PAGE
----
People from outside Thailand often feel that being structured is unnecessary and too formal, but on the contrary, without these long established 'rules' Thailand would tear itself apart (politically and culturally) like we are doing in the US.

Thailand Gal said...

Liv, I am counting on the Yoga practice to settle me down a bit. More in another post one day :)


Laurie, I believe it.. absolutely! It does help. I've been bad about doing it for a while because I got derailed but I'm on my way back. :)


Flutter, you do not sound like a maniac at all! Did you ever read the book called "The Secret Life of Water"? If not, get it. Water is essential to life. I'd like to know more about your practice. It sounds awesome!


Susanne, habits are truly a positive thing! For those of us who grew up in the 60s, we came to believe we were supposed to always be freewheeling and unencumbered.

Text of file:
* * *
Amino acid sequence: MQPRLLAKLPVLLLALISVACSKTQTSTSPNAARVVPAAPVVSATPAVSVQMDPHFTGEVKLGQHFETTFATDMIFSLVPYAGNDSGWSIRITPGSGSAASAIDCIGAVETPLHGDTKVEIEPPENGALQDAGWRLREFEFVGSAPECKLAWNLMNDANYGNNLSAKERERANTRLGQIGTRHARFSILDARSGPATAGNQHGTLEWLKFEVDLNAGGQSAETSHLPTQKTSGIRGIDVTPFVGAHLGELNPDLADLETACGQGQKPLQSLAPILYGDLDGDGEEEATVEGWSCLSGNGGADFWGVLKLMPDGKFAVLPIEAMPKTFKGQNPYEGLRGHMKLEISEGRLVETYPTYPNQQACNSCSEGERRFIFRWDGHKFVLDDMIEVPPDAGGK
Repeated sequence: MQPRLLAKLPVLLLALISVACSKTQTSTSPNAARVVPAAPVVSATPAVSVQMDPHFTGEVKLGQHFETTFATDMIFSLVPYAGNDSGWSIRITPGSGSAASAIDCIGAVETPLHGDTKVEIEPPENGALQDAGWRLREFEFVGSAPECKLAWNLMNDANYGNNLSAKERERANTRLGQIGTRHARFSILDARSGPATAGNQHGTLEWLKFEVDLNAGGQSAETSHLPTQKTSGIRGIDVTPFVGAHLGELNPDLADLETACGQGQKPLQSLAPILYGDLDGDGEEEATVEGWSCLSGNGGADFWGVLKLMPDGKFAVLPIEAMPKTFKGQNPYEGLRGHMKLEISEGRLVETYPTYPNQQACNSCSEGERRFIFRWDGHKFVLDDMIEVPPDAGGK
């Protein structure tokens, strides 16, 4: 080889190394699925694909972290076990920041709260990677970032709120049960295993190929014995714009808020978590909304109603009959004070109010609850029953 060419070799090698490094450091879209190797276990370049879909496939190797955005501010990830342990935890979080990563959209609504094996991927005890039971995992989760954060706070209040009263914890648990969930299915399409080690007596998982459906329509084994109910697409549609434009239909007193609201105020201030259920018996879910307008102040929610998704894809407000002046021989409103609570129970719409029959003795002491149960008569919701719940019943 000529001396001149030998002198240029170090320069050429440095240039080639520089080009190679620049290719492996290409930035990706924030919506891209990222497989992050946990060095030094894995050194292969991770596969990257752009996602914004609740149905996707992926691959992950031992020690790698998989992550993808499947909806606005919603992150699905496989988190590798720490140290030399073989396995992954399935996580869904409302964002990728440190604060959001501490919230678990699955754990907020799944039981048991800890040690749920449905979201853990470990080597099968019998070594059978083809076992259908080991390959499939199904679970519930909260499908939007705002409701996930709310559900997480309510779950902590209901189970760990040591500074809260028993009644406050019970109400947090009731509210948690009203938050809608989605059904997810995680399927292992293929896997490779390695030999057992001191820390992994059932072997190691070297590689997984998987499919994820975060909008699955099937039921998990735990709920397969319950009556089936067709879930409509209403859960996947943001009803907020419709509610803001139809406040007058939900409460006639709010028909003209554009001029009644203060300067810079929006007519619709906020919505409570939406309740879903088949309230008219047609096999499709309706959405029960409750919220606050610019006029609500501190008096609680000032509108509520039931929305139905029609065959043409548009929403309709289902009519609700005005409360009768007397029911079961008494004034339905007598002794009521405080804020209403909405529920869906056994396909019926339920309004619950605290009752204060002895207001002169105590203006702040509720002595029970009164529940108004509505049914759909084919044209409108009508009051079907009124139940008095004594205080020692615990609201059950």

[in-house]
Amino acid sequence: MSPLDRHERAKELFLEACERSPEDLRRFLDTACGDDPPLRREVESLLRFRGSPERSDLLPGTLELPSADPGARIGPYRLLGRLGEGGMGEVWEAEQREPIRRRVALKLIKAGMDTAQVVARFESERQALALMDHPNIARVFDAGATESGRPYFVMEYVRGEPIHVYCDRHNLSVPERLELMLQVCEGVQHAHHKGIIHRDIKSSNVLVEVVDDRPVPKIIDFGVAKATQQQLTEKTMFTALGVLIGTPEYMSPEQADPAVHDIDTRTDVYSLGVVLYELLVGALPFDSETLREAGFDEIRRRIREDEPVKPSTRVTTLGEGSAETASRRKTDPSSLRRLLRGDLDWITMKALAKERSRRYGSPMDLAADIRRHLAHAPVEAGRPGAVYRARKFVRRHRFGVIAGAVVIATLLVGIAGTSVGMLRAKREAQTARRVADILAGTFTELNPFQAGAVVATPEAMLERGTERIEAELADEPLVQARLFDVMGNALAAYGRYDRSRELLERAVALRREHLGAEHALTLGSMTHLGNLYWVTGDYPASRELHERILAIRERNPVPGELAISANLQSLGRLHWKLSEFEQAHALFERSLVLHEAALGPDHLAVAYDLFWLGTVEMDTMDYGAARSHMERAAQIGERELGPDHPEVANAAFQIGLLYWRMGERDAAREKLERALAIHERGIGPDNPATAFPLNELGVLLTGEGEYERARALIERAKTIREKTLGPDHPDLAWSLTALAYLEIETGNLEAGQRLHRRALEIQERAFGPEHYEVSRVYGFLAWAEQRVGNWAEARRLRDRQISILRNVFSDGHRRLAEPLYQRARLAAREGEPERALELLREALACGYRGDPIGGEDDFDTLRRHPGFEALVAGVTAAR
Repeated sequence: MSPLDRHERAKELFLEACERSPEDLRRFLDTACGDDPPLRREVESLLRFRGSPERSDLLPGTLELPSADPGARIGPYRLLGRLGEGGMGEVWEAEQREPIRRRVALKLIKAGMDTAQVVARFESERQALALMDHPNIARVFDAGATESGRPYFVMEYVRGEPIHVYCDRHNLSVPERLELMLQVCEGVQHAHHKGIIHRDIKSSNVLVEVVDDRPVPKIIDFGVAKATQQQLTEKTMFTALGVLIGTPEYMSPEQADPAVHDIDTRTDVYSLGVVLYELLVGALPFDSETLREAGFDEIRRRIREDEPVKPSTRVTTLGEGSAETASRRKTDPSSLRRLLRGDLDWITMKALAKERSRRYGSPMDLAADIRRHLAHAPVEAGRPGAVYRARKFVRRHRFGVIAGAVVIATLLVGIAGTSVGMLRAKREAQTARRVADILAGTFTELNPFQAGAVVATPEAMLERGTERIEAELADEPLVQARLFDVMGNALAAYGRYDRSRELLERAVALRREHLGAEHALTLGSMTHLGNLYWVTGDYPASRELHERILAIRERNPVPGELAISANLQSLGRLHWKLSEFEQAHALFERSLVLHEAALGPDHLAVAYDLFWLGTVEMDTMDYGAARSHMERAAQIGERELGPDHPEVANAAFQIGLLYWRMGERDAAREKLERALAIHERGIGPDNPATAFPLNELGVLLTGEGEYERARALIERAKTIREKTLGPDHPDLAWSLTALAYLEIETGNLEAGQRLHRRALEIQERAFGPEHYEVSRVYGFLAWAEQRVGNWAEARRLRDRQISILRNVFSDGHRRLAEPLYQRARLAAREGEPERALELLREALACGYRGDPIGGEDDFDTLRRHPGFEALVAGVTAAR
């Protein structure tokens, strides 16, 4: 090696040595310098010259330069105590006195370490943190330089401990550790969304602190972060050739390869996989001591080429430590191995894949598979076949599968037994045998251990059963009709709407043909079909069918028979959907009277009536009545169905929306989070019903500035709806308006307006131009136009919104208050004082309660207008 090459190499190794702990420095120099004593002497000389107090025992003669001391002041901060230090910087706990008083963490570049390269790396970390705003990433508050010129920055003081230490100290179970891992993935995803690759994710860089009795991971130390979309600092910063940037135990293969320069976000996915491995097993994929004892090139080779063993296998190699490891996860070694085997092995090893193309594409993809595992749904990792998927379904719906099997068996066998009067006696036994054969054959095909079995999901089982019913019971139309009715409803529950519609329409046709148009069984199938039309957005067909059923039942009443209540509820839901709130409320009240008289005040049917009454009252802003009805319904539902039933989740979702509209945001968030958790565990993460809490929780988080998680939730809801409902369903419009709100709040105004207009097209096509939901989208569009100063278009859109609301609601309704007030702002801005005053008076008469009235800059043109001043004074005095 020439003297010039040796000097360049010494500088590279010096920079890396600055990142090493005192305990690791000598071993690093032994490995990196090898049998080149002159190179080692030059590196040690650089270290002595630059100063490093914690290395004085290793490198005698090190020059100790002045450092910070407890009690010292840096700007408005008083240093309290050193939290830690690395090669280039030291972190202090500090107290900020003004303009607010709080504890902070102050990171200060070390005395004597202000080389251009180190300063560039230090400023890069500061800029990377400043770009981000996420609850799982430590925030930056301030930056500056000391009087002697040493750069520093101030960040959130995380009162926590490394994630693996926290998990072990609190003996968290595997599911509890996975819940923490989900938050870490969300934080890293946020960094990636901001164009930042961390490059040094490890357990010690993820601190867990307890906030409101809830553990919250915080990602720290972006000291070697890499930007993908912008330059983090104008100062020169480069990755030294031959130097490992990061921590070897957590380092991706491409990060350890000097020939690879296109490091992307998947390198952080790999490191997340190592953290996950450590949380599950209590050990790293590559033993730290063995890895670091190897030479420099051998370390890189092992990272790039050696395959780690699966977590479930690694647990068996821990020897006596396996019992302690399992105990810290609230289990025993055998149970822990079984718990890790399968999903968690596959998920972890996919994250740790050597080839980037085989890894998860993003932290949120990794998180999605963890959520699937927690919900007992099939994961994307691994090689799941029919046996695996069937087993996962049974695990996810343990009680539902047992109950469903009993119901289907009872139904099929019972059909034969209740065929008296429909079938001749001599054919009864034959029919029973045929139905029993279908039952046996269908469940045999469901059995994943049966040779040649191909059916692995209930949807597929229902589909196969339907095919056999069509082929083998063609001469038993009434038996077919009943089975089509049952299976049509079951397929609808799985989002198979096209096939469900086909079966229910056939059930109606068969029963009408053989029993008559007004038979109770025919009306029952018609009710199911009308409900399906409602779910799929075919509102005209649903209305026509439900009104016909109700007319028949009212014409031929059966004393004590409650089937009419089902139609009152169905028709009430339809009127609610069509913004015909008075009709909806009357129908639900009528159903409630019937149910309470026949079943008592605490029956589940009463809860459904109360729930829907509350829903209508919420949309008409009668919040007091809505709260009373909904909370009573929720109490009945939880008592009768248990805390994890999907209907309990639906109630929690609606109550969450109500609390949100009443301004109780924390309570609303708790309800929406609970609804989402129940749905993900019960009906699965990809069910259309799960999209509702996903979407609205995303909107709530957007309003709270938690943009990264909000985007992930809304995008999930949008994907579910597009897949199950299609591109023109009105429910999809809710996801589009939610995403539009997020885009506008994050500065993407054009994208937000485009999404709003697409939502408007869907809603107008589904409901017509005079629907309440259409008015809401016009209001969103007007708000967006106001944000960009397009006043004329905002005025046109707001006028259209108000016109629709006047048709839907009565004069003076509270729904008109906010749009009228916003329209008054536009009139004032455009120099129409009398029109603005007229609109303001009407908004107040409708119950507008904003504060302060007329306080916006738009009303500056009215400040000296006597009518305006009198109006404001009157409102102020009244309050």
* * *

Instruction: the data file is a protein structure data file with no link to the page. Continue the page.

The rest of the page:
It did a lot of damage.


Thomas, I am just learning some of this now ~ about the various Thai "spirits". I'm a believer, I'll tell ya! The very few I've tried really do work! I call upon those spirits, too.


Sevenwinds.. We seem to be likeminded on this. You nailed it.. and you nailed the exact reason why I chose that culture. Too much freedom and constant choice-making is just as damaging as no freedom and no choices.




Lee said...

I totally agree, having grown up Catholic. Stand up, sit down , kneel, pray, repent. It was a lot. I connect now the most with Taoism, I guess. It lets me tap into the flow more than anything else.